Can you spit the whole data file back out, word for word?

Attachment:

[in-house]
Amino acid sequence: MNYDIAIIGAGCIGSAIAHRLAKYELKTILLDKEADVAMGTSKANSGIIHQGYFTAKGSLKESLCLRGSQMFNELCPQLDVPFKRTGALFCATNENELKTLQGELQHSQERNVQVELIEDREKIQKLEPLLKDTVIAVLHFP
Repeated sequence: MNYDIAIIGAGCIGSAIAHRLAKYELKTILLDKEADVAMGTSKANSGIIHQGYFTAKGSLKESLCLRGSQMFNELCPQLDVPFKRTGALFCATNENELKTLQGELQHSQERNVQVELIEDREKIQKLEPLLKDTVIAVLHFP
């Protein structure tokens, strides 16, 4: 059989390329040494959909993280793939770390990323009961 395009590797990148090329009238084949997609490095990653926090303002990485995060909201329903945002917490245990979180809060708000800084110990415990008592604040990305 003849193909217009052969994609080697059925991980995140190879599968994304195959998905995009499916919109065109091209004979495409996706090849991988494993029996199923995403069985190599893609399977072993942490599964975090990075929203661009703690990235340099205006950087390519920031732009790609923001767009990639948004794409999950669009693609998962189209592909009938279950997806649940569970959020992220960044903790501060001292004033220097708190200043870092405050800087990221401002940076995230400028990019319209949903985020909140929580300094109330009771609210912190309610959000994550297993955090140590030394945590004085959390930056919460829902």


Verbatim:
[in-house]
Amino acid sequence: MNYDIAIIGAGCIGSAIAHRLAKYELKTILLDKEADVAMGTSKANSGIIHQGYFTAKGSLKESLCLRGSQMFNELCPQLDVPFKRTGALFCATNENELKTLQGELQHSQERNVQVELIEDREKIQKLEPLLKDTVIAVLHFP
Repeated sequence: MNYDIAIIGAGCIGSAIAHRLAKYELKTILLDKEADVAMGTSKANSGIIHQGYFTAKGSLKESLCLRGSQMFNELCPQLDVPFKRTGALFCATNENELKTLQGELQHSQERNVQVELIEDREKIQKLEPLLKDTVIAVLHFP
């Protein structure tokens, strides 16, 4: 059989390329040494959909993280793939770390990323009961 395009590797990148090329009238084949997609490095990653926090303002990485995060909201329903945002917490245990979180809060708000800084110990415990008592604040990305 003849193909217009052969994609080697059925991980995140190879599968994304195959998905995009499916919109065109091209004979495409996706090849991988494993029996199923995403069985190599893609399977072993942490599964975090990075929203661009703690990235340099205006950087390519920031732009790609923001767009990639948004794409999950669009693609998962189209592909009938279950997806649940569970959020992220960044903790501060001292004033220097708190200043870092405050800087990221401002940076995230400028990019319209949903985020909140929580300094109330009771609210912190309610959000994550297993955090140590030394945590004085959390930056919460829902």